James Rolleston, one of the New Zealand‘s most highly-regarded actors, known for the films Boy and The Dark Horse, is heartbroken the rescue helicopter that was on hand to save his life will no longer be operational.
James Rolleston, who received life-saving assistance from Rotorua Air ambulance after a terrible car accident two years ago during which he suffered critical injuries, has expressed his dismay that the New Zealand Ministry of Health scrapped the emergency service last week.
On 26 July 2016, Rolleston was driving with close friend and rugby league player Kaleb Maxwell, when the car they were driving struck the Otara bridge in Opotiki. Rolleston was seriously injured with damage to his lower body and brain. In November 2016, he made his first public appearance, presenting the Supreme Award at the Attitude Awards and spoke about his ongoing recovery, saying he needed rehabilitation to learn how to walk, speak, and use basic motor skills again.
“The rescue helicopters they got there on time, I didn’t have a lot of time left and they got there,” Rolleston says.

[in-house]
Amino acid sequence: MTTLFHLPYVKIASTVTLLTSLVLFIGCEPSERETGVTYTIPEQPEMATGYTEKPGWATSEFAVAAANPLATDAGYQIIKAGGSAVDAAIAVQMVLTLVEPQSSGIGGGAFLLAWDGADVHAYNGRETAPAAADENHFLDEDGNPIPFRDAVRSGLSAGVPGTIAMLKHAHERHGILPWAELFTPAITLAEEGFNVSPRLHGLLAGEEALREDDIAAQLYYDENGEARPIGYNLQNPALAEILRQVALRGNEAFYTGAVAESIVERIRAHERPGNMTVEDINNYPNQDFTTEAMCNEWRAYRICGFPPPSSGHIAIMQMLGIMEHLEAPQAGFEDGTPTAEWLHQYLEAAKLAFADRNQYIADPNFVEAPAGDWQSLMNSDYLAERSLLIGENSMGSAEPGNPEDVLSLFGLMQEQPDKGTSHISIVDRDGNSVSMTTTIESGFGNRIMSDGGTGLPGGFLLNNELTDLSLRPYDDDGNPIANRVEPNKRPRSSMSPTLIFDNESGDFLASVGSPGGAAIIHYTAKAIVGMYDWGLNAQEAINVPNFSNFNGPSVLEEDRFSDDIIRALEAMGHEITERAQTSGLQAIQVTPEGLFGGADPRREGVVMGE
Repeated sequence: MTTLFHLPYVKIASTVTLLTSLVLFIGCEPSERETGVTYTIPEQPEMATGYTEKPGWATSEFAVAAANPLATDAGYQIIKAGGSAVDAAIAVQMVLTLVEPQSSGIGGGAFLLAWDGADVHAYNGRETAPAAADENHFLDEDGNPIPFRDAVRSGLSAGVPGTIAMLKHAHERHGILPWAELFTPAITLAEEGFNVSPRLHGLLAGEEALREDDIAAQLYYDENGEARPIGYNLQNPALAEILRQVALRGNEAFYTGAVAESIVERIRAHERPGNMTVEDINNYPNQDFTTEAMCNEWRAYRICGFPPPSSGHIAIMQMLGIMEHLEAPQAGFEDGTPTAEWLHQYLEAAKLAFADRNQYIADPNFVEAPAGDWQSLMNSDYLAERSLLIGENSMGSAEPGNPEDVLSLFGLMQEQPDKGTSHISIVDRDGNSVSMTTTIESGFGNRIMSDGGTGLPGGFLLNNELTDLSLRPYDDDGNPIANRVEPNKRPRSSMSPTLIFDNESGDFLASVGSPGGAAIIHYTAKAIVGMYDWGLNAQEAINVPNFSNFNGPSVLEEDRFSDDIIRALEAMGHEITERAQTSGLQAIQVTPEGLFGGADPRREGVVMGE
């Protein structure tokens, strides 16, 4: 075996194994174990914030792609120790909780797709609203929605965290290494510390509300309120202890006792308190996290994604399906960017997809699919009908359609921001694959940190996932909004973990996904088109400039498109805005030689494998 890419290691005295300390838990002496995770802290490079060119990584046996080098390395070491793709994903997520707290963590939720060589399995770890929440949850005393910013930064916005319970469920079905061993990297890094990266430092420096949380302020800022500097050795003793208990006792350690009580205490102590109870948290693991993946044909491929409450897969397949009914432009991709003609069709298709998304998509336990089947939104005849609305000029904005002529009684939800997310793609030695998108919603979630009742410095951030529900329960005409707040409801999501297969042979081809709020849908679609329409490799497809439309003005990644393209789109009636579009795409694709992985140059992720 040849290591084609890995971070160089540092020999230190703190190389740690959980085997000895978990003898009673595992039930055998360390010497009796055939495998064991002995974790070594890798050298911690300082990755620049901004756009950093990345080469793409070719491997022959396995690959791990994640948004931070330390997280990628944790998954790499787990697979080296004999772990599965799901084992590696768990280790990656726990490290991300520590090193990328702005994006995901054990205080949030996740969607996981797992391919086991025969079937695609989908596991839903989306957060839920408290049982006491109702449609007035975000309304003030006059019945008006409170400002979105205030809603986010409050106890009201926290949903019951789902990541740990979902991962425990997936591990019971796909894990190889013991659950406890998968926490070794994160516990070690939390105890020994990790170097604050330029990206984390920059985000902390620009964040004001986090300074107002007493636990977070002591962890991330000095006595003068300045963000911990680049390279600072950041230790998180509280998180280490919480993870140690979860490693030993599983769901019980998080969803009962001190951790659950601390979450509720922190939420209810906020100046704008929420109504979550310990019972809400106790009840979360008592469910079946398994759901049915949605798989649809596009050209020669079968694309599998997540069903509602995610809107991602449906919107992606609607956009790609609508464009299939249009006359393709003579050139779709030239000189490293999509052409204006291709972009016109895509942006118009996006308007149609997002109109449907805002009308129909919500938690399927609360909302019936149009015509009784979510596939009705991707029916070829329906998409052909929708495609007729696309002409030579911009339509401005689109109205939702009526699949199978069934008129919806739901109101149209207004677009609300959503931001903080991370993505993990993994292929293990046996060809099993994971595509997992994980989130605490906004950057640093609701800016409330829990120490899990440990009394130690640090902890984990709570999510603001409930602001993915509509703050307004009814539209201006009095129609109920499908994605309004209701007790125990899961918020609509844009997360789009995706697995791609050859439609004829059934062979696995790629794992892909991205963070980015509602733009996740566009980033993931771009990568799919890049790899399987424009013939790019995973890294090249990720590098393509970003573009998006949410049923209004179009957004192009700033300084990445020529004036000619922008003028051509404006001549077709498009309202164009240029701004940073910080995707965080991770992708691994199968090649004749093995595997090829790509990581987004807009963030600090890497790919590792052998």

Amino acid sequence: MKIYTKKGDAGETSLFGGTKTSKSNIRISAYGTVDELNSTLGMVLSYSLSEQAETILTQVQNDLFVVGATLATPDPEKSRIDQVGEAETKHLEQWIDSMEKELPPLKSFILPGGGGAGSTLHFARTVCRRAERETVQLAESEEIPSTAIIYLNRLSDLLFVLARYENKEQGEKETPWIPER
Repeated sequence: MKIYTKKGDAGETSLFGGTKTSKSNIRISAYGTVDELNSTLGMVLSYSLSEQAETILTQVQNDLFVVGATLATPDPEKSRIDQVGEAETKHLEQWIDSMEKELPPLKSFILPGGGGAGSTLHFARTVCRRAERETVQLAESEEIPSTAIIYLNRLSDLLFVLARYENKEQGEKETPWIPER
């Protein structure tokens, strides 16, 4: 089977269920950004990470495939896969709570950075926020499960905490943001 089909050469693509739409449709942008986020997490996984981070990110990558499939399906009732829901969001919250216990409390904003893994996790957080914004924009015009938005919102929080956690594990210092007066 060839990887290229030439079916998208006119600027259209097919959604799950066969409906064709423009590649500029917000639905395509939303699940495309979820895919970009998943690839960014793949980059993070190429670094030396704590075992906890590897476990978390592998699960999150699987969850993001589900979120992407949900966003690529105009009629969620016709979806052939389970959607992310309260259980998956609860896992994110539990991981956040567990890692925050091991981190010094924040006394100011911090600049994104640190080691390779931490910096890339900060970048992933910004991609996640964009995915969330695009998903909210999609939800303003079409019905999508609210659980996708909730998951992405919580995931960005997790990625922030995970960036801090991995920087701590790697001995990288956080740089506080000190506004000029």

A new central region service will begin operating next month with the region covered by helicopters in Taupō, Tauranga and Hamilton.
The Government will invest $82.9 million over four years into the new services, however, locals are concerned about the changes. Local attorney Jonathan Temm says “residents have raised funds for more than three decades to keep the service up and running.”
“To have it taken away from people out of Wellington is very disappointing,” “My family and many families in Rotorua have had the benefit of the rescue helicopter. Several years ago, there was a very significant accident – a number of families were affected by it.”
Health Minister David Clark says the new service, which covers Rotorua from Taupō, Tauranga and Hamilton, will be more reliable.
“The existing fleet is 29 years old on average,” he says. “We need to upgrade the fleet and we need to shift all of the helicopters to twin-engine, so people can be treated in the back of them.”
The helicopter flight from Rotorua to Taupō will take fourteen minutes. Local MP Todd McClay believes that Clark is being disingenuous, and that lives are at stake.
“Get out from under your desk in Wellington and come and talk to local people,” he says.
James Rolleston couldn’t agree more. He is certain the Rotorua service saved his life and gave him the best possible chance at a full recovery.
“It’s sad that their help isn’t going to be available to the people back home in the Bay of Plenty area, they need that,” he says.
Clark says that an oversight group will evaluate the new service but insists that the changes are a good thing.